Ontario Nature’s Volunteer for Nature (VfN) program was especially successful this summer. Among other activities, VfN participants assisted in two herptile surveys, the first at the Altberg Wildlife Sanctuary Nature Reserve near Norland, where Joe Cebek, a biologist with Trent University, taught the group how to identify various species and about the life cycles and habitat requirements of each.
A similar inventory was conducted at the Kinghurst Forest Nature Reserve in Grey County where participants and Ontario Nature staff identified 13 herptile species, including the uncommon ribbon snake, listed as a species of special concern in Canada. Ross McCulloch, assistant curator of herpetology at the Royal Ontario Museum, led the survey.
Amphibians are especially sensitive to changes in their environment and are among the first species to suffer the consequences of environmental threats such as pollution, destruction of wetlands and increased ultraviolet radiation. Many amphibian species around the world are declining in population. By monitoring populations on our reserves, Ontario Nature is gathering information that ultimately may help stop the decline of these important species.
Ontario Nature greatly appreciates the assistance the Kawartha Field Naturalists, the Saugeen Field Naturalists and the expert herpetologists provided. To learn more about the VfN program and Ontario Nature’s current campaigns, visit our website at www.ontarionature.org.
Ontario Nature’s AGM
In June, the Peterborough Field Naturalists hosted Ontario Nature’s 76th annual general meeting and conference at Trent University.
Nearly 200 members and supporters attended the conference, the theme of which was Landscapes of Transition, a title that symbolizes both Kawartha’s physical location between the Canadian Shield and the Great Lakes-St. Lawrence Lowlands area and the changes occurring in our natural environment.
Minister of Natural Resources David Ramsay was a keynote speaker on the first day of the conference, which included numerous workshops and discussions. Ontario Nature also presented its annual conservation awards to this year’s green heroes: Robert L. Bowles; Dr. Nicholas G. Escott; Terry Carr; and the Windsor Regional Hospital.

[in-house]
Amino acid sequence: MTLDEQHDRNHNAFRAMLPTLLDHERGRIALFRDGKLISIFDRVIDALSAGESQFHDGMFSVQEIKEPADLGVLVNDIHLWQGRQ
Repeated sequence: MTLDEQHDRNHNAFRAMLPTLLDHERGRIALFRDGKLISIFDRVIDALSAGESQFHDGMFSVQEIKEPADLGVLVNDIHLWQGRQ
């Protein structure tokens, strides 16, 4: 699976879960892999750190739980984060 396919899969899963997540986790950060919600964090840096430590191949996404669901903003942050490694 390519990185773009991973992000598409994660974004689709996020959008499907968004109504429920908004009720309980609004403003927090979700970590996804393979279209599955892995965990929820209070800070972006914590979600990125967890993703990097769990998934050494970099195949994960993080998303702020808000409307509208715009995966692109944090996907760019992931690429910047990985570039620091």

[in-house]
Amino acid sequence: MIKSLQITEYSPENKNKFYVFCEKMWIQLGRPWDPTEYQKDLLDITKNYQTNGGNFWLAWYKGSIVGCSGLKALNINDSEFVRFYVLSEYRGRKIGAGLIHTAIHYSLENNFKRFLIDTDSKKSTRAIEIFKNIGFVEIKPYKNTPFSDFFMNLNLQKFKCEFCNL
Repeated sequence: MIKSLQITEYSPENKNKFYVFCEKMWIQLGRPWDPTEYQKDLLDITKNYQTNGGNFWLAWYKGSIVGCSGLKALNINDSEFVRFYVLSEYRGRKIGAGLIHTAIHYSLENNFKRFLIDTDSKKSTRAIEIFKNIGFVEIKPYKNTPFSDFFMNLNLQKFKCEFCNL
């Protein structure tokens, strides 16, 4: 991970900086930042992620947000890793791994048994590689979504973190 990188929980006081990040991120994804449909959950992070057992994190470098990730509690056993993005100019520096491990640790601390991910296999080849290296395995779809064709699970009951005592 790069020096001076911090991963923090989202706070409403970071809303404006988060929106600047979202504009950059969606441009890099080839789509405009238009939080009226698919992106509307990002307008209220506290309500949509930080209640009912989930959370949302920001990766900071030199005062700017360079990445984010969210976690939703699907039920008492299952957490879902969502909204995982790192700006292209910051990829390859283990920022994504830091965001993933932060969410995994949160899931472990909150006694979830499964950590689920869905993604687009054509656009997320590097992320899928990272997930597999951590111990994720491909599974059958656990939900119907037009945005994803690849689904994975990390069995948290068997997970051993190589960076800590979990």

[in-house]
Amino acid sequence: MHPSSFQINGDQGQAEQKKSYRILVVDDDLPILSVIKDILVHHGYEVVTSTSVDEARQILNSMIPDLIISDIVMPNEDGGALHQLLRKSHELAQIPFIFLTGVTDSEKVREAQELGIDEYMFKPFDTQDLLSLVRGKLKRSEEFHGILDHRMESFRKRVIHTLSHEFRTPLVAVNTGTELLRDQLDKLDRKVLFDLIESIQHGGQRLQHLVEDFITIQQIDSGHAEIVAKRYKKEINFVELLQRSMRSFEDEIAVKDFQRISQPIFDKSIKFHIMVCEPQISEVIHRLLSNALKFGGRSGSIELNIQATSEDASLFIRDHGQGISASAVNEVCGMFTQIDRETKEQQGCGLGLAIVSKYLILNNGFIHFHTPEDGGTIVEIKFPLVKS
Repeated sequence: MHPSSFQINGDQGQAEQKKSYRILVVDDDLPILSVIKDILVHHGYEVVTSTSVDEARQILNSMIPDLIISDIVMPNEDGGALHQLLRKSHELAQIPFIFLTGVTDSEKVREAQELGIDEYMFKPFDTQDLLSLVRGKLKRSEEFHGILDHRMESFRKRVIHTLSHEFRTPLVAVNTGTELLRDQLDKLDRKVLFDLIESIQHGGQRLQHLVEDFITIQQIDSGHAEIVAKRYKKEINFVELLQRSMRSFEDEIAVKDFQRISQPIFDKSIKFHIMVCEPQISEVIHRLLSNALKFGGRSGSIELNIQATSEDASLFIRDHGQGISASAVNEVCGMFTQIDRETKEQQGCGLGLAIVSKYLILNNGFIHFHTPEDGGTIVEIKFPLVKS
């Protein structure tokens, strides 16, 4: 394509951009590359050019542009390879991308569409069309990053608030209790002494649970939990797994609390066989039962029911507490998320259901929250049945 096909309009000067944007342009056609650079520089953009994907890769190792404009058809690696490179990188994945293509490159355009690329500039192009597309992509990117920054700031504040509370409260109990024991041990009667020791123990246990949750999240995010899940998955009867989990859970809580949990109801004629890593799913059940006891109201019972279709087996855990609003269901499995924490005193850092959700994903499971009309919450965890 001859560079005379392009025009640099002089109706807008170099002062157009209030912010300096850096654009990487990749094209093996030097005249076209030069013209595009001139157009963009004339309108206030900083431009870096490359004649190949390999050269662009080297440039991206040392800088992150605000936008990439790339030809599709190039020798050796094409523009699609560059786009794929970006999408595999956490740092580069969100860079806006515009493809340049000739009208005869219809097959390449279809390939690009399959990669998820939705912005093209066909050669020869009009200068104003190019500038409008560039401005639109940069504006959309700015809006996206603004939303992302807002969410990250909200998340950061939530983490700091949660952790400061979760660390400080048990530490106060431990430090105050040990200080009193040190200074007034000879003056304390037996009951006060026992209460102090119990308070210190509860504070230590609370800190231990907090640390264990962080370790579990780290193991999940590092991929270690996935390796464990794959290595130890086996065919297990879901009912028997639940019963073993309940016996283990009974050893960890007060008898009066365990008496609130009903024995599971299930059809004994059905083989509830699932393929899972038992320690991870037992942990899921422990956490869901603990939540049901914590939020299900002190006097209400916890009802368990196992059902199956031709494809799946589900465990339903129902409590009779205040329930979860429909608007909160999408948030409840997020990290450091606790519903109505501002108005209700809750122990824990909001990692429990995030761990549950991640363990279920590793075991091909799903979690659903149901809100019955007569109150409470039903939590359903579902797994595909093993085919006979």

The late Harold Lancaster
Harold Leslie Lancaster, former director of Ontario Nature when it was called the Federation of Ontario Naturalists, and founding member of the West Elgin Nature Club, passed away on April 1, 2007 at the age of 85. An avid birder, Harold compiled an extensive birding record that spanned 75 years, a copy of which will be forwarded to the Royal Ontario Museum for their official records. His work in the field was the driving force behind the publication of The Birds of Elgin County in the 1950s. Harold is survived by his wife, Evelyn, two daughters, four grandchildren and two great-grandchildren.
Environmentalist of the Year
On April 24, the City of Kawartha Lakes recognized Ontario Nature member Vic Orr as “Environmental Hero of the Year.” Mayor Ric McGee presented the award on behalf of the city council, in recognition of Orr’s role in the preservation of natural habitats, in particular, the leadership role that Orr has played in the preservation of the Altberg Wildlife Sanctuary Nature Reserve. Orr was instrumental in the stewardship and expansion of the reserve, which, at 471 hectares, is Ontario Nature’s largest reserve. Orr is past president of the Kawartha Field Naturalists and current chair of the Altberg Reserve Subcommittee. He is a knowledgeable naturalist and keen bird watcher who participated in the Ontario Breeding Bird Atlas study.
Nature Network News: News from Ontario Nature’s member organizations
10th Annual Huron Fringe Birding Festival
This spring, nearly 300 enthusiastic birders and other naturalists attended the 10th annual Huron Fringe Birding Festival. During the 10-day festival, held mostly at McGregor Point Provincial Park along Lake Huron, an impressive 166 bird species were observed.
Events did not focus exclusively on birds, however. Participants also enjoyed learning how to identify wildflowers, butterflies, trees and insects, and attended workshops on photography, bird identification and naturalized gardens.
Information about the 2008 Huron Fringe Birding Festival will be available early next year at the Friends of MacGregor Point Park website, www.friendsofmacgregor.org.
Owen Sound Field Naturalists Update
The Owen Sound Field Naturalists (OSFN) has undertaken many conservation projects over the years – from making trails to constructing an avian viewing tower to building nesting platforms for ospreys and nesting apartments for purple martins. OSFN is now developing a program to ensure that these projects are regularly maintained. From among its members, the club has identified a steward for each project, usually someone who lives near it. Each steward is asked to visit the site at least once a year and report back to the club on the state of the project and whether it needs maintenance.
At the OSFN/Saugeen Field Naturalists boardwalk through the Oliphant Fen, for example, the steward reported that ATVs were gaining access to the fen, leaving big ruts and damaging vegetation. The same steward then wrote to the municipality of South Bruce Peninsula, asking whether, during planned road improvements in the area, the municipality would consider placing some boulders along the edge of the fen to keep ATVs out. OSFN members hope that their ongoing efforts to maintain the work they have done will allow projects and habitats to provide the maximum benefit to both people and wildlife.